Why is this important? Because, if your child has his or her needs taken care, there will be no need for you to return to his or her room until morning, until the next feeding time, or unless there is an emergency. With consistency and a little patience, you baby will eventually learn how to “self-soothe” and begin falling asleep on his or her own.
How long does it typically take for a baby to sleep train from the “cry it out” method? About a week. The good news is that letting your baby cry will not cause irreparable harm to him or her and may help you all get some much-needed rest. Remember, however, that this is just one of many sleep training methods you can try to help your baby sleep better at night.
- Wait and see
The “wait and see” sleep training approach involves adhering to your normal bedtime routine, and then putting your baby in his or her crib or toddler bed, while still drowsy. In other words, your child should be awake, but sleepy.
If your child whines or cries, wait about five minutes to see if he or she “self-soothes” or calms himself or herself down, and falls asleep. If that doesn’t happen, go into your child’s room and comfort (i.e. rocking, singing, cuddling, hushing, patting, etc.) him or her until he or she becomes sleepy again. Once your baby is drowsy again, place him or her back in the crib or toddler bed.
If your child wakes up again (which is likely to happen), repeat the process until he or she falls and stays asleep. How long does it typically take for this method to work? It can take between 14 days and 8 weeks for your baby to get the hang of “self-soothing” without your assistance. But the good news is eventually your “little one” will catch on.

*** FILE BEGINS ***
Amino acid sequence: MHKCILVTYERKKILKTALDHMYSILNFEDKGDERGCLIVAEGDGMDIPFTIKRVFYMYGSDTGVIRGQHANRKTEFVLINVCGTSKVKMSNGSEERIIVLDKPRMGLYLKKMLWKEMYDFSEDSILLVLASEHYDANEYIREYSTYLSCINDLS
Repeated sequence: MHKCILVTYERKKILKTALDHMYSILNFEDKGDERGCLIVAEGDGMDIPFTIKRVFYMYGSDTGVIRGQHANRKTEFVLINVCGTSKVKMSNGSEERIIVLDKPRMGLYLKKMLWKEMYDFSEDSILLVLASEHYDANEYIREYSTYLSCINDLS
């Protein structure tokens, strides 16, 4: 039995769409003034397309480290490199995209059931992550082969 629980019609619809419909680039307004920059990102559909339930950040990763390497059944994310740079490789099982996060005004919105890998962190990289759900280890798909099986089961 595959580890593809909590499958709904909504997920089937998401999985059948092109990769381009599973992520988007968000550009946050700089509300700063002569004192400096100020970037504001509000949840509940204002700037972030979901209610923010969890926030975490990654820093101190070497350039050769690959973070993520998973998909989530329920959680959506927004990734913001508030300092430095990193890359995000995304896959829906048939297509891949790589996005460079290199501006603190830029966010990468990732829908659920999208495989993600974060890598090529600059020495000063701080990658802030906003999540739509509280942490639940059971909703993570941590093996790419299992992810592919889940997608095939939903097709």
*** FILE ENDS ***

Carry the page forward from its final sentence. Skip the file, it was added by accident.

- Put your baby to bed and check on him or her during intervals
Not a fan of letting your baby cry without coming to his or her aid? I get it. Maybe, the Ferber method is more your style. What is the Ferber method? It’s a type of check-and-comfort approach to sleep training. This method involves letting your baby cry for a pre-determined amount of time before checking on him or her.
How does it work? Well, with this method, you place your child in his or her crib or toddler bed, while sleepy, but still awake. If your baby starts to whine or cry, do not immediately run in the room to comfort him or her. Rather, let him or her cry for at least 5 minutes but for not longer than 15 minutes. Only enter the room at certain intervals. Then, check on your child for 1 minute at a time.
While in your child’s room, gently pat or rub his or her back, but do not pick your child up. The purpose of these timed intervals is to teach your baby how to “self-soothe.” The goal is to gradually make these intervals (the amount of time between when you put your baby down for bed and when you re-enter the room) longer.
Eventually, your baby will catch on and start to put himself or herself to sleep or back to sleep. After a while, your baby will be a pro at “self-soothing” and falling asleep, so there will be no need to have these interval checks at all.
Caution: Like the “cry it out” sleep training method, this approach also involves lots of whining and crying – at least at first. So, patience is the key. This approach has a 95% success rate after a week. However, if your child is still crying for long stretches of time after several weeks of interval checks, then take a break from sleep training and try again in a couple of weeks or months.
- Use the “fade out” approach
If the sleep training methods above don’t appeal to you, you may want to try the “fade out” approach. Does your child cry for hours before finally falling asleep? If so, it could be that your little one’s body simply isn’t ready to “wind down” at that specific time. In other words, maybe the bedtime your chose for your child is too early.